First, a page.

For quite a while now physicians have relied on transrectal ultrasound, or TRUS, for carrying out prostate biopsies. However, TRUS, which creates black and white images using sound waves, can miss some areas of the prostate that may contain cancer. Obviously, that’s a big problem for those waging the fight against prostate cancer.

Thankfully, physicians are making significant breakthroughs in making accurate diagnosis of prostate cancer. Perhaps the most important leap forward is a test that measures blood flow within the patient’s prostate gland using color Doppler ultrasound. This can significantly improve the accuracy of biopsies and help doctors detect all cancer threats.

Tracking Development

Once an accurate prostate cancer diagnosis is made, doctors are tasked with carefully tracking the development of the threat. In the past, medical experts have relied on CT and MRI scans for this, but these types of scans are incapable of showing how all of the areas affected by cancer. In fact, it’s particularly difficult for CT and MRI scans to detect how prostate cancer is impacting the lymph nodes.

That’s why medical experts are currently testing a new method known as multiparametric MRI, which is not only more accurate in finding cancer, but can be helpful in showing its aggressiveness. Although it’s far from perfect, this could represent a major breakthrough in the fight against prostate cancer.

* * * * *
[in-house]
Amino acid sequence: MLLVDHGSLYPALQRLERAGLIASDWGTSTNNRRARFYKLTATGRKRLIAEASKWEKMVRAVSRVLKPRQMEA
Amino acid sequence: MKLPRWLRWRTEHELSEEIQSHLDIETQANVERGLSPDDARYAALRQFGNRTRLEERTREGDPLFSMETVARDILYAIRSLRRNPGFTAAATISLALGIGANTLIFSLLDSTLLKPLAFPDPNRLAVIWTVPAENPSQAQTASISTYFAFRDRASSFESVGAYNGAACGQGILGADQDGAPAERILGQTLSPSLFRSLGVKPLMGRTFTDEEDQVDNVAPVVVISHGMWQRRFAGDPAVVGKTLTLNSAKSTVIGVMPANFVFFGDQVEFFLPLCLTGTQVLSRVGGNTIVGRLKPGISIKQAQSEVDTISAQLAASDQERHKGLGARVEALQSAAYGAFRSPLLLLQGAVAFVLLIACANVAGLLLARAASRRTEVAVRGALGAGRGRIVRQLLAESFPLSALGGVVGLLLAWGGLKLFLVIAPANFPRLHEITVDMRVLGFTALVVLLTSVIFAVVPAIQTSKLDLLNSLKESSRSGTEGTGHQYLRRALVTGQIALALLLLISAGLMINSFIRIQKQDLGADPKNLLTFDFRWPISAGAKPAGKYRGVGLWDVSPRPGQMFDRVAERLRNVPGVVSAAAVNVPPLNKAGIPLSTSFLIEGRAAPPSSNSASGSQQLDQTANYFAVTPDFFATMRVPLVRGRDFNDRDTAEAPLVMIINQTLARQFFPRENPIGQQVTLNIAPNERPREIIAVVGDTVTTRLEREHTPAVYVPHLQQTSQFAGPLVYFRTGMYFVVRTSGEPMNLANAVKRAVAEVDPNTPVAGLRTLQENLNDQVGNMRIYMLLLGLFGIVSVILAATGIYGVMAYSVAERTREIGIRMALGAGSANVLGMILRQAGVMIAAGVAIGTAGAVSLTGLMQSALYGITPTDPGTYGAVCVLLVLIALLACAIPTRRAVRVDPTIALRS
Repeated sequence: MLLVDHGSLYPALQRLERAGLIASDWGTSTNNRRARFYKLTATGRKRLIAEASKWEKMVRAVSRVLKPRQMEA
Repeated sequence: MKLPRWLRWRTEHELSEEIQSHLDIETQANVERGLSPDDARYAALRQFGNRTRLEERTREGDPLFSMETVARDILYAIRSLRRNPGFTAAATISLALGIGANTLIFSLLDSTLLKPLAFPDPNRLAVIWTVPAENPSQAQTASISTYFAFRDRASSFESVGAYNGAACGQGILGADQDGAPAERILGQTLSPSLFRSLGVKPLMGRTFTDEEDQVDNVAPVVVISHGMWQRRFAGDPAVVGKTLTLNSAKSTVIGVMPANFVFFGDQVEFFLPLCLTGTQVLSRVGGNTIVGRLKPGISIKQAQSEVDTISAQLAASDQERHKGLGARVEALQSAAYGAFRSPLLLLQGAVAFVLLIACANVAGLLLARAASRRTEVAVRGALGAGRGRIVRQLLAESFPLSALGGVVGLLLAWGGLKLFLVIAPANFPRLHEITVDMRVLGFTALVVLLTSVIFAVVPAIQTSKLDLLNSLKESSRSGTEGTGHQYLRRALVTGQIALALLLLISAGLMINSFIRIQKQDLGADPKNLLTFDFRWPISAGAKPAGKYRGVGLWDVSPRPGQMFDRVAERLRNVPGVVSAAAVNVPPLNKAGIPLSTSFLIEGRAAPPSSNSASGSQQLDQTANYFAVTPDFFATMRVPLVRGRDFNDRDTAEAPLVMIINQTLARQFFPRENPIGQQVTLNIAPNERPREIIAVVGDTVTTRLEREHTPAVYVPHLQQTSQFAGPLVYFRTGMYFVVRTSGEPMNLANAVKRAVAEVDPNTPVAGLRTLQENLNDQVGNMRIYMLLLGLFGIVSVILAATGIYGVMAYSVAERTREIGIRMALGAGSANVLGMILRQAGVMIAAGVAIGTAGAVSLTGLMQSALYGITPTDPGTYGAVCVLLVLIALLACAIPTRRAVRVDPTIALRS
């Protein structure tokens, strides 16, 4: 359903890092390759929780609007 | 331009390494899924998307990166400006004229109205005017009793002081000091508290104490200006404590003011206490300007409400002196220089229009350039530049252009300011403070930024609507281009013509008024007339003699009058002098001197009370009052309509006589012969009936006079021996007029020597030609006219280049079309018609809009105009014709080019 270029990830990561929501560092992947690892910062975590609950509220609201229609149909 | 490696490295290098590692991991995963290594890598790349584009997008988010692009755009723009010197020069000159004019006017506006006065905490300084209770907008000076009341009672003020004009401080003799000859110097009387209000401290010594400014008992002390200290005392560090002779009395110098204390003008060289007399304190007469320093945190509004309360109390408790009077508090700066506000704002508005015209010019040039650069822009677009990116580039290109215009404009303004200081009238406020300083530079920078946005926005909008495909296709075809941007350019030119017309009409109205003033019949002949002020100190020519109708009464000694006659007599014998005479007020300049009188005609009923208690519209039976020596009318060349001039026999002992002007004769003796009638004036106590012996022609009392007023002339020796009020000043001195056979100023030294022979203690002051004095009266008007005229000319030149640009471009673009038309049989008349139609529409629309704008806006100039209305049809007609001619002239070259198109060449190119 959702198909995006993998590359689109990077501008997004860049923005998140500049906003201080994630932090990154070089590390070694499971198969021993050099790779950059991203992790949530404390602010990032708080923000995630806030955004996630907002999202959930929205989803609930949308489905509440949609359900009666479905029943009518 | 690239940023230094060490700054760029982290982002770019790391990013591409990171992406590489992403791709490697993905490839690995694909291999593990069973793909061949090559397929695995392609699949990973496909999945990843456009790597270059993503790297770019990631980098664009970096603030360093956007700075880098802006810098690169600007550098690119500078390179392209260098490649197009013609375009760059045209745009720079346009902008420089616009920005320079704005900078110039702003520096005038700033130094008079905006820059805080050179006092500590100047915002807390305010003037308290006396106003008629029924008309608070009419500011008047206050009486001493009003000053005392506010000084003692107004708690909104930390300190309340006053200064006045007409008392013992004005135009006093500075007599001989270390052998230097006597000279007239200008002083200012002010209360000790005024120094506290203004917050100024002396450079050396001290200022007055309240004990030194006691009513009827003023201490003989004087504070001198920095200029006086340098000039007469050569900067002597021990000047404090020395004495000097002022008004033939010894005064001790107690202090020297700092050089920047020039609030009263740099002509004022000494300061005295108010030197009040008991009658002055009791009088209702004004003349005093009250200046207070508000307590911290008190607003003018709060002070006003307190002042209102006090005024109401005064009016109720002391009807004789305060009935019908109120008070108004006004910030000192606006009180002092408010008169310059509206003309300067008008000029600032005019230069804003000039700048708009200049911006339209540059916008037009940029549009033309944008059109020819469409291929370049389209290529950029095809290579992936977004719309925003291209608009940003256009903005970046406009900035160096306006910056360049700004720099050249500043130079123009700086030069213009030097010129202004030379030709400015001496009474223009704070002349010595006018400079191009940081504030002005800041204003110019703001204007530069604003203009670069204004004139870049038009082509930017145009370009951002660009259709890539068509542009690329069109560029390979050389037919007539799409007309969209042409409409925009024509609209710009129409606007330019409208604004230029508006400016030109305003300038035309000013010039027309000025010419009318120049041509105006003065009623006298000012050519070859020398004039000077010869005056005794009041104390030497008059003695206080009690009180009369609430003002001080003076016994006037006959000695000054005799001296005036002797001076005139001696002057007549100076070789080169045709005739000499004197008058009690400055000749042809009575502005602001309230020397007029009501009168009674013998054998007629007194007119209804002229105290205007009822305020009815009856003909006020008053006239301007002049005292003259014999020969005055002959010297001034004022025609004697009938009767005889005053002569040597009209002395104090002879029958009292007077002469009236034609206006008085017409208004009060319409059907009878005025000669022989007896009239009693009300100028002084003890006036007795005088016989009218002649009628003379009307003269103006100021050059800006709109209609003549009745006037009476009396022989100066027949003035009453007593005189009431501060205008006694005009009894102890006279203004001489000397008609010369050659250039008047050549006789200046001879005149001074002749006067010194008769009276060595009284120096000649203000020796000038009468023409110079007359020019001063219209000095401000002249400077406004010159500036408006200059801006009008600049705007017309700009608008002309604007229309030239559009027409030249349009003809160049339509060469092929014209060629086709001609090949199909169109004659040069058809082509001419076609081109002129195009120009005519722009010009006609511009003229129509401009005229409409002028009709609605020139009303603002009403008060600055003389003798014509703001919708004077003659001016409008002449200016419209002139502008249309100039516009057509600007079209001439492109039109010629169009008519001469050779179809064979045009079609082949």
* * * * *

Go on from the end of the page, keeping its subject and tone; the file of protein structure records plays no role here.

Radiation Treatments

For years, one of the most aggressive ways to treat cancer has been radiation therapy. Unfortunately, this type of treatment can leave the patient sick and exhausted, making it virtually impossible for them to carry out their typical day-to-day activities.

That’s why experts are working on new radiation treatment options that aim radiation far more precisely, thereby limiting a patient’s exposure to radiation. Some methods currently being enhanced including conformal radiation therapy (CRT), intensity modulated radiation therapy (IMRT), and proton beam radiation. The end goal, as you’d expect: beating the cancer without killing off healthy cells and leaving the patient feeling like they’re the ones who’ve taken a walloping.

Hormone Therapy

Hormone therapy represents a world of potential for doctors and scientists involved in the prolonged fight against prostate cancer. The problem is that some forms of hormone therapy have stopped being useful in recent years.

Now, medical experts are focusing on 5-alpha reductase inhibitors—including finasteride and dutasteride—which have the potential to halt the conversion of testosterone to the sometimes problematic dihydrotestosterone (or DHT). Examinations of these drugs are ongoing.

DPT, Doctor of Physiotherapy

Eric Leckie is a men's health Physiotherapist specializing in prostate cancer treatment. He completed his studies in Australia earning his Doctor of Physiotherapy from the University of Melbourne. He currently works in a private practice, in addition to owning his own Telehealth Physiotherapy clinic which focuses on treating men with prostate cancer.